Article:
Eldridge Hotel proposes major expansion; Lawrence lands on startup list; family fun center update
Somewhere, the Missouri knickers of William Quantrill must be in quite a bunch right now. More than 150 years after Quantrill burned it to the ground, the venerable Eldridge Hotel in downtown Lawrence has filed plans for a major expansion.
The hotel’s Lawrence-based ownership group has filed plans to expand into the vacant lot directly south of the hotel at Seventh and Massachusetts streets. Plans call for 38 new rooms/suites to be built as part of the six-story expansion. That will almost double the amount of rooms the hotel can offer. Currently, The Eldridge has 48 rooms.
Lawrence-based architect Paul Werner tells me that most of the new rooms will be equipped with two queen beds. Currently, The Eldridge is an all suite hotel, which can make it more difficult for the hotel to book sports teams, which are expected to become a bigger part of the Lawrence hotel market.
“Teams are already trying to book rooms for upcoming events at Rock Chalk Park,” Werner said via e-mail.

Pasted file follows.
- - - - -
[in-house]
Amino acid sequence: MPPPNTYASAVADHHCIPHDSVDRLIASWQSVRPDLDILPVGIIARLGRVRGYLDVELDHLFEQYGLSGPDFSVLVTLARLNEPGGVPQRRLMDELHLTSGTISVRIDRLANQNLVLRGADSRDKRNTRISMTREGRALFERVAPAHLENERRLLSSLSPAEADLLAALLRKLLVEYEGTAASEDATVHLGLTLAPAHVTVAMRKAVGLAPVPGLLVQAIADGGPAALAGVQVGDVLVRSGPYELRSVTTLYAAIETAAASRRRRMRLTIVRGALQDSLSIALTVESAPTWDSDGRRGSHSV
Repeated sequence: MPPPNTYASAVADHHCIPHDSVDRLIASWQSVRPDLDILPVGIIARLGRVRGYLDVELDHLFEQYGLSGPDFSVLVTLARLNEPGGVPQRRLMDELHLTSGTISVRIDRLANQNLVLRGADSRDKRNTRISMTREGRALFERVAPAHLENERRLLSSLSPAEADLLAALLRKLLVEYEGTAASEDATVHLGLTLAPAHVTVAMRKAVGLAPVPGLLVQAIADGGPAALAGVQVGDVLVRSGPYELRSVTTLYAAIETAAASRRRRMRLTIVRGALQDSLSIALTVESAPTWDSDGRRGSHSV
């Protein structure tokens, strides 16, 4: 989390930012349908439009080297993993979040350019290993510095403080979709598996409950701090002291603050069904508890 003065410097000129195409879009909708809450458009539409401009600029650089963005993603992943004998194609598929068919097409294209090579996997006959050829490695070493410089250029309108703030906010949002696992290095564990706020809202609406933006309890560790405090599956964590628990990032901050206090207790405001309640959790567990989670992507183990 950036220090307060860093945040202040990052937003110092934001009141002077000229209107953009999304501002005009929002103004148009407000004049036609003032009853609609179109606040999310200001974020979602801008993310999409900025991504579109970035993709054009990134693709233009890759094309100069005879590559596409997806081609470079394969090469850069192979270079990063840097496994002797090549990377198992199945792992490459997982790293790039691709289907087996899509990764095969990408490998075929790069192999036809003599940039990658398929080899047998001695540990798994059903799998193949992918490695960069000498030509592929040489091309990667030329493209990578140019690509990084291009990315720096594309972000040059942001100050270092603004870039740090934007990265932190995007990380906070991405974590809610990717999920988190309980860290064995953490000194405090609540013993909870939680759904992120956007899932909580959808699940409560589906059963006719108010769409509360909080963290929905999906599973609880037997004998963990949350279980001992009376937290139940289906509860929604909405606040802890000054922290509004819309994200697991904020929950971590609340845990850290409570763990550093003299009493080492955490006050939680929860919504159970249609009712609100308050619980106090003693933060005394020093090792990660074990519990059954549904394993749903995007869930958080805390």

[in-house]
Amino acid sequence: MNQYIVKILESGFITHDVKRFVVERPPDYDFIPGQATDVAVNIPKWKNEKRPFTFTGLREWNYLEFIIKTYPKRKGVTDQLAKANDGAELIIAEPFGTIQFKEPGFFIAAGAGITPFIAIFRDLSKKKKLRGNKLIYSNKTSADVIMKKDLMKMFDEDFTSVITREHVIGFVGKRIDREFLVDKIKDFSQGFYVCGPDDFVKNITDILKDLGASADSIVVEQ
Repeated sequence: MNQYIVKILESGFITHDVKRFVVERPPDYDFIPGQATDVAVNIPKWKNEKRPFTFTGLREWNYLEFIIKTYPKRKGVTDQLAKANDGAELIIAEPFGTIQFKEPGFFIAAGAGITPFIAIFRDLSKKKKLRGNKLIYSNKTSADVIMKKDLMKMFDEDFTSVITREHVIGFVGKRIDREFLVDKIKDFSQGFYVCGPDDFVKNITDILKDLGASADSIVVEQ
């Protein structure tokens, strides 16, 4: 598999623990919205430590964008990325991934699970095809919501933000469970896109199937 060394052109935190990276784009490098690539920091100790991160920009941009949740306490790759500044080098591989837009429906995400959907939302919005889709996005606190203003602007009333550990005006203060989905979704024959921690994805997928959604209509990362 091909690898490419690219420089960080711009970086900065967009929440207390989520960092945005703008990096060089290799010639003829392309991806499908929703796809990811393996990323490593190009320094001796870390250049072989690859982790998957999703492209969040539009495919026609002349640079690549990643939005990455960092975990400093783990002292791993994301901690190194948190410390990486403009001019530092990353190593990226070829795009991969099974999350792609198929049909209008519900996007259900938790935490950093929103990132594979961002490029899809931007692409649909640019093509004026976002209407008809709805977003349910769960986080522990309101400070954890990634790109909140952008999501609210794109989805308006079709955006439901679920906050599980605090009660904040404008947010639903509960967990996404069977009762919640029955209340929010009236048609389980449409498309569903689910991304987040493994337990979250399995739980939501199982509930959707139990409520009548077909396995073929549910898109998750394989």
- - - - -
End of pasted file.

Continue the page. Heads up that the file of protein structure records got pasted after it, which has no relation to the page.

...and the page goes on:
The expansion also will include a much larger ground-floor restaurant space, larger kitchen, new meeting and reception facilities, and a banquet hall that will be twice the size of the existing ballroom.
Renderings, which you can see below, show the expansion being approximately the same height as the existing Eldridge building. The plans also show what looks to be a fairly large balcony area about two stories up that will serve as a place for people to gather and overlook bustling Massachusetts Street.
If some of this sounds familiar to you, it might be because you are remembering plans filed back in 2010. The hotel group — which is led by Lawrence businessman Thomas Fritzel — filed plans back then to expand onto the vacant lot. Then the economy slowed down (I think the technical term is it went in the toilet), and the expansion never got built. It appears this expansion is a larger one. My article from 2010 had that expansion only adding about 16 rooms to the hotel.
The 2010 expansion had some neat features, though, including a retractable roof over a portion of the dining/reception area. Werner, though, tells me that the idea isn’t included in this version, mainly because the hotel decided it needed to increase the number of rooms in the expansion project.